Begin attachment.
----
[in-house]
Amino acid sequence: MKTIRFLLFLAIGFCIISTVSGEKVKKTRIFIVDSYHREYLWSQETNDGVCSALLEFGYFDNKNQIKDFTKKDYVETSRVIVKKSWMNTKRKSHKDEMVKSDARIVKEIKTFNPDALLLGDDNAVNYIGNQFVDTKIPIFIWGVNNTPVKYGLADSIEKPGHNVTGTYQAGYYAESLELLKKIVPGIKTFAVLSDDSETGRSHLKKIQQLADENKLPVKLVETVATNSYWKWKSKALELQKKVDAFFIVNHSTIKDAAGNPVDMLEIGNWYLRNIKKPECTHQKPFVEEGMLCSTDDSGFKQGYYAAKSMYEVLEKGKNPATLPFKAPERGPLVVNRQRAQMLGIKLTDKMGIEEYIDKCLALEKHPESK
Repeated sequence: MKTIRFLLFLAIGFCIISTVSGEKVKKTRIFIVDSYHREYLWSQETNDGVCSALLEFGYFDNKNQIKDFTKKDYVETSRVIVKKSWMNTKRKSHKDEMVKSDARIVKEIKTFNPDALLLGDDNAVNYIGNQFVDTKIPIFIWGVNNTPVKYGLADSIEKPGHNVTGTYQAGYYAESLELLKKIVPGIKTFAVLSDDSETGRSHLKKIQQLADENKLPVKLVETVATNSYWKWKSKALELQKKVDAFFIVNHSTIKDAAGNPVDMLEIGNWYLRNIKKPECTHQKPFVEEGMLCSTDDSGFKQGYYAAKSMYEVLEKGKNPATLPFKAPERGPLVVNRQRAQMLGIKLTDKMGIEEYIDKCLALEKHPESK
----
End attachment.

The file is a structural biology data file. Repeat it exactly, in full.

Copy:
[in-house]
Amino acid sequence: MKTIRFLLFLAIGFCIISTVSGEKVKKTRIFIVDSYHREYLWSQETNDGVCSALLEFGYFDNKNQIKDFTKKDYVETSRVIVKKSWMNTKRKSHKDEMVKSDARIVKEIKTFNPDALLLGDDNAVNYIGNQFVDTKIPIFIWGVNNTPVKYGLADSIEKPGHNVTGTYQAGYYAESLELLKKIVPGIKTFAVLSDDSETGRSHLKKIQQLADENKLPVKLVETVATNSYWKWKSKALELQKKVDAFFIVNHSTIKDAAGNPVDMLEIGNWYLRNIKKPECTHQKPFVEEGMLCSTDDSGFKQGYYAAKSMYEVLEKGKNPATLPFKAPERGPLVVNRQRAQMLGIKLTDKMGIEEYIDKCLALEKHPESK
Repeated sequence: MKTIRFLLFLAIGFCIISTVSGEKVKKTRIFIVDSYHREYLWSQETNDGVCSALLEFGYFDNKNQIKDFTKKDYVETSRVIVKKSWMNTKRKSHKDEMVKSDARIVKEIKTFNPDALLLGDDNAVNYIGNQFVDTKIPIFIWGVNNTPVKYGLADSIEKPGHNVTGTYQAGYYAESLELLKKIVPGIKTFAVLSDDSETGRSHLKKIQQLADENKLPVKLVETVATNSYWKWKSKALELQKKVDAFFIVNHSTIKDAAGNPVDMLEIGNWYLRNIKKPECTHQKPFVEEGMLCSTDDSGFKQGYYAAKSMYEVLEKGKNPATLPFKAPERGPLVVNRQRAQMLGIKLTDKMGIEEYIDKCLALEKHPESK